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0

Can't speak to deer. I've kept fish on canoe trips from noon one day to breakfast the next morning without a problem. I've also steamed fish, and carried the cooked fish for 36 hours without a problem. These were on trips with temperures in the mid teens (C) overnight to low 20's during the day.


0

The chance of you getting hit depends on a lot of factors; without knowing where the guns are, which direction they are firing, which way the pheasants are being driven from, how far they are from the footpath they are, what angle they are shooting at, etc it is impossible to say how likely you are to get hit. That being said, when beating or shooting birds/...


2

Just to add to previous answers. Mythbusters worked on this problem. They fired 9mm bullets in the air (which would be anywhere from 90-125 grains) and found that it would hurt but not injure you, and certainly not kill you, if it fell on you. Now heavier bullets such .45 caliber pistol rounds (230 grains) and rifle rounds may kill you. It's the mass and ...


18

Falling birdshot stings a little, but I've never known it break the skin. It's no worse than having a 5p piece dropped on you from a couple of feet up. If you're on a public footpath, guns may not legally be discharged within (IIRC) 50 yards, so shot shouldn't reach you - and the shoot organisers would be in serious trouble if they failed to prevent harm ...


3

I performed a calculation using the Chairgun app, which includes ballistic data for a .177 round lead ball. Birdshot is even smaller than this, so it would lose energy even faster than the calculation suggests. If fired from a shotgun at 1,200 feet per second, a .177 lead ball would have a muzzle energy of 25.58 foot pounds. At 90 yards, it would be ...


5

@WeatherVane is spot on, there is a specified safe distance for all kinds of projectiles, depending on what is being shot they simply cannot fly farther no matter how it was aimed. If they are shooting at their own people out in the field, standard safety procedures would imply that they are beyond the range of any projectiles and you would be too. ...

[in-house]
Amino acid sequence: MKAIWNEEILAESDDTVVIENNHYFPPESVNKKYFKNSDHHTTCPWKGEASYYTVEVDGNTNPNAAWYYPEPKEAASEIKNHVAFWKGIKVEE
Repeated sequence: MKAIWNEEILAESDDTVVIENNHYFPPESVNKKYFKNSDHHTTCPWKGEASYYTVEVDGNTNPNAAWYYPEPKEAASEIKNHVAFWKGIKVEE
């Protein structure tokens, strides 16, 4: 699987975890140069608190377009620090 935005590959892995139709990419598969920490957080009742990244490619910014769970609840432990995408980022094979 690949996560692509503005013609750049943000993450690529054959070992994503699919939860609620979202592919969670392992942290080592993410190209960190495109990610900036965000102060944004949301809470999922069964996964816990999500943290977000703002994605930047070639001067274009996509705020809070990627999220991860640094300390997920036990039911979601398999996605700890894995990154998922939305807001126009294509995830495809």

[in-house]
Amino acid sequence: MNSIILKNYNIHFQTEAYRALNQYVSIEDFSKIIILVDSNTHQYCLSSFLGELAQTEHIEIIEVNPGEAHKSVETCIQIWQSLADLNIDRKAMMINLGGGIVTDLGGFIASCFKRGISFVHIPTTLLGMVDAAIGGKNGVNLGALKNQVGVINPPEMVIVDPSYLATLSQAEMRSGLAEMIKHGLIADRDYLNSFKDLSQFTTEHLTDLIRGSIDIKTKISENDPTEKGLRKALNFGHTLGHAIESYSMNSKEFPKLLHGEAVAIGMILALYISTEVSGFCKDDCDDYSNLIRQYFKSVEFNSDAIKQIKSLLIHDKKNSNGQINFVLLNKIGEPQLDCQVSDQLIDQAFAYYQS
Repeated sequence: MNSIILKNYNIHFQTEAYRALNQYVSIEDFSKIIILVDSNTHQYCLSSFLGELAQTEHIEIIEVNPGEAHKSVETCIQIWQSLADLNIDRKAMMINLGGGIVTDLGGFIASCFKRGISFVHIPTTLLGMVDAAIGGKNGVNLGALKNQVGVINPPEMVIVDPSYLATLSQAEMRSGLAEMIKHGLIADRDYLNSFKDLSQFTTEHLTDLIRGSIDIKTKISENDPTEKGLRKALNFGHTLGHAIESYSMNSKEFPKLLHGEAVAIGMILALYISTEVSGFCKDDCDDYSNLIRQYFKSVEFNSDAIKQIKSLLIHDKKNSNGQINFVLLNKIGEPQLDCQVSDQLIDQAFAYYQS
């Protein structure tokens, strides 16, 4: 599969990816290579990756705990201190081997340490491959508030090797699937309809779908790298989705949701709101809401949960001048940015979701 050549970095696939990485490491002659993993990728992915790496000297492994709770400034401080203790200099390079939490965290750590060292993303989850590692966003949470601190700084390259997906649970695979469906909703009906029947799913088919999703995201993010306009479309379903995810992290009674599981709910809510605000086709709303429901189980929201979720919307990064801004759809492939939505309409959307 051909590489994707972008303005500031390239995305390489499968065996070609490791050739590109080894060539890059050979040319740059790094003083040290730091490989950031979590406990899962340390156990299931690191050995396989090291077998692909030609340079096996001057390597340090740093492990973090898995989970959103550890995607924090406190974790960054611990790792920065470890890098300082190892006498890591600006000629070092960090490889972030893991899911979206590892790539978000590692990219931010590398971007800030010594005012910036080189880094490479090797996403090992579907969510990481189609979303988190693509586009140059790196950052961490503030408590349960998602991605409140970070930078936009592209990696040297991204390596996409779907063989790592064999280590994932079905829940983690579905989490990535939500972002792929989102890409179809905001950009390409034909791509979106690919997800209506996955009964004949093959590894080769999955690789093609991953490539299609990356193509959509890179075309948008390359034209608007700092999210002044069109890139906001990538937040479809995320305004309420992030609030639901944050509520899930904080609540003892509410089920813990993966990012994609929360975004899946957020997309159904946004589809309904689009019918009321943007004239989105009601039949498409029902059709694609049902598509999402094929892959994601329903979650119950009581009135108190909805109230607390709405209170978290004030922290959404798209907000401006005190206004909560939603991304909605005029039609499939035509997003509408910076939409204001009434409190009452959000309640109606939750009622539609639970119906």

27

Pheasant shooters will almost certainly be using shotguns, not rifles. A shotgun cartridge contains many small pellets, and they lose their velocity much more rapidly than bullets do. In fact, their range is comparatively short. The typical shot size used for pheasant shooting is #4 to #6, as revealed in A Guide to Pheasant Hunting Ammo and Chokes, for a ...


7

The likelihood of you getting hit is difficult to estimate, but it's very, very improbable that you'd be struck randomly by falling shot. It'd be hard to make that arcing shot of hundreds of yards even if the hunters were trying to hit you, so the odds of a random shot hitting you are even lower. There are likely more birds than hunters in your area, so I'd ...


7

In addition to @JamesJenkins' answer: Blood and innards of a deer are removed asap*, and AFAIK the same was done in pre-fridge days: they'd probably cook + eat the organs (possibly incl. the blood) and possibly wash the gut so it can later be used to make sausages. If they have hunting dogs with them, they'd get something as well (lung, bronchi). The ...


2

There is not a single "right" answer to this question. The body can last for much longer then you are willing to eat from it. As a rule of thumb, maggots can start to appear within about 24 hours of the first fly landing on the body. If this causes you to stop eating, is a matter of how hungry you are. Optimally you will start preserving (smoking) the ...


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